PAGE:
As the Scriptures move away from the stories of the birth of Jesus and head toward Epiphany, one of the passages we’ll be looking at tells of the baptism of Jesus by John the Baptist. This, of course, was a baptism for the forgiveness of sins. Jesus has been understood to be sinless, and the writers show this by quoting John telling Jesus, “It is you who should be baptizing me.” However, many others came to John. There is no indication that he required classes or orientation or anything of the kind. He baptized those who came for baptism, period. Except for those he seemed to see as the worst sinners of all – the clergy who came down from the Temple. Rather than offer them baptism for the forgiveness of their sins, John went straight to name-calling. “You vipers – you snakes. Who warned you to flee from the wrath to come?” Were they beyond forgiveness? Maybe not. But, clearly, John doubted the sincerity of their commitment to what he was offering.
If you come to us today as a stranger for baptism, you will not be called names. On the other hand, you will not be baptized without at least a bit of preparation. It’s not complicated. We talk about what you believe baptism means, and then we explain what baptism means to us, which goes like this. By requesting and accepting baptism, we understand that you are committing to the Christian faith. By committing to the Christian faith, we understand that to mean you wish to join the Body of Christ – the Church. Joining the Church means becoming a part of the fellowship – taking part regularly in worship, supporting the congregation with gifts of time and talent and treasure, and accepting each other as God has accepted you – just the way you are. You’ll learn as you go, but, as in any relationship, the reality of your commitment shows in the reality of your ongoing participation in the life of the Church.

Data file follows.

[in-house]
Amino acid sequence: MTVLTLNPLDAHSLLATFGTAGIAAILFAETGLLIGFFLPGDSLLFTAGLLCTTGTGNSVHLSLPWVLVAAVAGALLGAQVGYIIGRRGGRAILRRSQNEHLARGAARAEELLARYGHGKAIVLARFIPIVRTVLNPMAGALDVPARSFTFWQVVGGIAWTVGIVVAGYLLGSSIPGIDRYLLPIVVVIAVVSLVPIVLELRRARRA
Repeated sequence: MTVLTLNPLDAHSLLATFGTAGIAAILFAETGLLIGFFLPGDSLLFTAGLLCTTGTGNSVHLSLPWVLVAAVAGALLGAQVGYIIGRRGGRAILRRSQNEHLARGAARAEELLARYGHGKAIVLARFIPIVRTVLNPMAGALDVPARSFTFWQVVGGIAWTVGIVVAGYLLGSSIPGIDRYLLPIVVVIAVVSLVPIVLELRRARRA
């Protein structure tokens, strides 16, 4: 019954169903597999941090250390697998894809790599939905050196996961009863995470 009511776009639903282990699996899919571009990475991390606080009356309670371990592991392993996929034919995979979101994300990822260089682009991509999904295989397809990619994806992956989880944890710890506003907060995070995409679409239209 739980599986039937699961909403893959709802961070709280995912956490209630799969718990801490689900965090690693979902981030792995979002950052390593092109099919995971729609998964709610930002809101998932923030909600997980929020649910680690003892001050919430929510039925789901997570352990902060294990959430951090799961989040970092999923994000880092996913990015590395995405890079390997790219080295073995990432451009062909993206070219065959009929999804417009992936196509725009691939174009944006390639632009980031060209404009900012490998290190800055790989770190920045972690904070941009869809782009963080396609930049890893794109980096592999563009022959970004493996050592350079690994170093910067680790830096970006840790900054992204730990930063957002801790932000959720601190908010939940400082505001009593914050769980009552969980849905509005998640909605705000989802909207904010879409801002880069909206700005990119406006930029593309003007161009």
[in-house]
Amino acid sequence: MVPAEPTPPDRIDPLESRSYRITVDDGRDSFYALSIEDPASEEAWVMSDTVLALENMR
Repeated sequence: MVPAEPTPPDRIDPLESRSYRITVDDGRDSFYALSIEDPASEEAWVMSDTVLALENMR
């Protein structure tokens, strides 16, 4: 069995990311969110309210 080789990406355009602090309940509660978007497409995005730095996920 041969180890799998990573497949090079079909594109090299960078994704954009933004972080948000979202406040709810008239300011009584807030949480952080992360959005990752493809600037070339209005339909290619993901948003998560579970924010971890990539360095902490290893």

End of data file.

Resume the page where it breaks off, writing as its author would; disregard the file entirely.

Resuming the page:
By extension, if you are asking people to be godparents or sponsors, the assumption is that they have demonstrated the reality of their commitment by their own regular participation in the life of their own congregations. In other words, godparents are chosen because they already live a Christian life, which includes regular attendance at worship. To seal your commitment, you make promises before God to the members of the congregation, just as they make promises before God to you. The hope is that we will all be as good as our word. Over time, if we keep our promises, both our relationship with God and with each other and the depth of our knowledge and understanding will grow. But it all has to start somewhere. That somewhere is the commitment you make when you decide the Christian faith is for you. The above, by the way, is the same message we have been giving to those who come to us for baptism for as long as I have been pastor here.
Baptism – it’s the start of a beautiful thing. See you in church?